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  • Jim Gavigan

Manufacturing Data is an Asset, Please Treat It That Way!

This blog originally posted on Jim Gavigan's LinkedIn page here.

asset[as-et] noun

  1. a useful and desirable thing or quality:

Organizational ability is an asset.

  1. a single item of ownership having exchange value.

So, would you consider your car or house as an asset? Your money? Other possessions?

Let me ask this then, if it is truly an asset, is it something you work to take care of and keep in good order or something that collects dust and falls into disrepair? My suspicion is that if you value something as an asset, you keep it well maintained and looking good.

I have been around numerous large companies poking and prodding around their manufacturing data systems (primarily historians), and I must admit that I am shocked sometimes at what I see. Manufacturing data should be treated as an asset, but most manufacturers treat it as an afterthought. What do I mean? Here are some common issues I see:

  • Naming conventions of the "tags" or data points not being uniform across a plant, much less across an organization

  • Tags not having the correct data because the instrumentation is either not working or not calibrated

  • Data not being collected at the right rate to be effective as a troubleshooting or analytical tool

  • Data being compressed or filtered at a rate that makes it less useful for an end user than it should be

  • Valuable data is not being collected at all

I am baffled by these issues because I look at the data in the accounting world and it is scrubbed, polished, audited, and double/triple checked (Thanks to Enron and Sarbanes-Oxley). However, manufacturing data that one could argue is much more critical to productivity and profitability of companies gets treated so differently.

I have a friend who is a statistician by degree/background and works in manufacturing excellence for a Fortune 500 firm. His job and focus revolves around having good data. If he doesn't have good data that is easily located, he simply can't do his job. One of his colleagues, another friend of mine, and I did a presentation to a group of his company's subject matter experts. We posed the question: what are your biggest challenges with using plant floor data? Here were their responses:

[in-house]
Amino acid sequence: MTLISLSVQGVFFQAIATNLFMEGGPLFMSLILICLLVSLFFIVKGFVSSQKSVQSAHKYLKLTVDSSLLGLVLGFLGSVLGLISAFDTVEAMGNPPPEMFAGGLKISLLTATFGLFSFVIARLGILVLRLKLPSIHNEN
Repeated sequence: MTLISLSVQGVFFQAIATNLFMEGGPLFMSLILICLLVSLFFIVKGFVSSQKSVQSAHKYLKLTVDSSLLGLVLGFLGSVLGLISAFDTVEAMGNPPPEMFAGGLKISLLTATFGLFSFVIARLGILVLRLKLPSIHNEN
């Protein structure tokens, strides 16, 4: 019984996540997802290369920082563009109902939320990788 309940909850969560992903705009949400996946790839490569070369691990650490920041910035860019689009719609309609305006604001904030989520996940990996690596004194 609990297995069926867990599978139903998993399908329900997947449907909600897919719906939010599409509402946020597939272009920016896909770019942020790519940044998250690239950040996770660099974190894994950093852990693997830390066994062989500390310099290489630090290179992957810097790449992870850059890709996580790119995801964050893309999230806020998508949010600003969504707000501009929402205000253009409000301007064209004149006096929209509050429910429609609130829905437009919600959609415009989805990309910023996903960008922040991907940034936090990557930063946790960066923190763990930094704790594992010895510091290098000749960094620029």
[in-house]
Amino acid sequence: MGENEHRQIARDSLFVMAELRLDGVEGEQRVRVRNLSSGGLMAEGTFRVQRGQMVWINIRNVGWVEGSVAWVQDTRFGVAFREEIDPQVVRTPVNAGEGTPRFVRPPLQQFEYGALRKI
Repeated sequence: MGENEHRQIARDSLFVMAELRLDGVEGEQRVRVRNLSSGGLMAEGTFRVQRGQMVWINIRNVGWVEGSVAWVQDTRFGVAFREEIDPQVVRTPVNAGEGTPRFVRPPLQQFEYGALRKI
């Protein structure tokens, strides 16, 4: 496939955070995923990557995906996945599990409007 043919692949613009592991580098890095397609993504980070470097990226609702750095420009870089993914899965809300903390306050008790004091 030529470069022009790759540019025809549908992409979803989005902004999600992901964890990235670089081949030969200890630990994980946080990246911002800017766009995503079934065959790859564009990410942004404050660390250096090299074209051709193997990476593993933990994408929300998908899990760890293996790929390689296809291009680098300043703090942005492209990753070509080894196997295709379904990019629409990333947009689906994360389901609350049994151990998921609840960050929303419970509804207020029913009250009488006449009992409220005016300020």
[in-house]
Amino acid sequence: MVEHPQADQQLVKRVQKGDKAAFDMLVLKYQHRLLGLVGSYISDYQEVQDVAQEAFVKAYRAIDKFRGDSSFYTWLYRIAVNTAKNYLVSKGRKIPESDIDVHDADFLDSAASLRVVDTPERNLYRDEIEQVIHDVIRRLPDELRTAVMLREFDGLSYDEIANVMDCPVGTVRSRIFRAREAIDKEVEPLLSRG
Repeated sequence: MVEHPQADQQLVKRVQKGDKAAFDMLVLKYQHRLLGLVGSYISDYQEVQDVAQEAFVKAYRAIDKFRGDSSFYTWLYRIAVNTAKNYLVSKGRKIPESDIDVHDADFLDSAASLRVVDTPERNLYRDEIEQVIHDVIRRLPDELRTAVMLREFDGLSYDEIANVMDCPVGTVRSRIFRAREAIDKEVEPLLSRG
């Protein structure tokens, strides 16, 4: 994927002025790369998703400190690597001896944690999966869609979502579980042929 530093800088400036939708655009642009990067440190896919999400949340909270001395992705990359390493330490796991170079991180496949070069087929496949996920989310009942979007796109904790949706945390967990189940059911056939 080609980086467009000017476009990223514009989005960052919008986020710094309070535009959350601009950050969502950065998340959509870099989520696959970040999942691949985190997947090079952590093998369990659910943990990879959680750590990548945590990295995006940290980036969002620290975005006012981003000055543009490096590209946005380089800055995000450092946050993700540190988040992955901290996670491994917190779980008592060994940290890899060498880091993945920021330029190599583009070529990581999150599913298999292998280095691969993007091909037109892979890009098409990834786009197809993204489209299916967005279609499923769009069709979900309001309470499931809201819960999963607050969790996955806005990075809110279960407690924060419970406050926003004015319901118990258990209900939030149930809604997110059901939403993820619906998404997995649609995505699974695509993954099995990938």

• Bad/different data than they expect

  • They use different measurements or measurement methodologies from plant to plant

  • Calculated versus raw data differences. What assumptions have been made or what filters have been imposed?

The subject matter experts told us they couldn't always rely upon the information coming from their plants and this affected their ability to help these same plants run better.

How do things get that way? I think that the major culprit is attrition. Companies are running so lean today that when experienced people have either taken new roles or have retired they are not being replaced. So, the people who originally installed data collection systems likely were experts on these systems. They almost always had tag naming conventions as well as standards for how often to collect the data and how to filter it. However, those standards haven't been rigorously followed as people have left these companies. Often, this is simply because of ignorance which is simply a byproduct of attrition. I don’t mean that people are willfully ignorant, but that because people are spread so thin with their work duties, that they don’t have the time or don’t feel they can take the time to get the education and expertise required to maintain and grow data collection systems.

I see it over and over again across many industries. Some companies are better than others, but I have not talked to anyone who says they are where they want to be in terms of treating data as an asset. Do you think the same thing applies to accounting data? I think not, as their data HAS to be right.

I am finding that when we are talking to customers, or potential customers, that if you ask if they want training on how to have better data integrity (first step in treating data as an asset), they are all for it. The need is there and recognized, the people we talk to just need someone to help them with this part of IT/OT convergence. I think it is companies like ours along with the software vendors that need to lead the charge in educating the market on why data should be treated as an asset. Sometimes software vendors assume that the data their systems house will be treated like an asset, but a company like ours who is charged with delivering value from this data, must treat data as an asset, otherwise we cannot deliver value.

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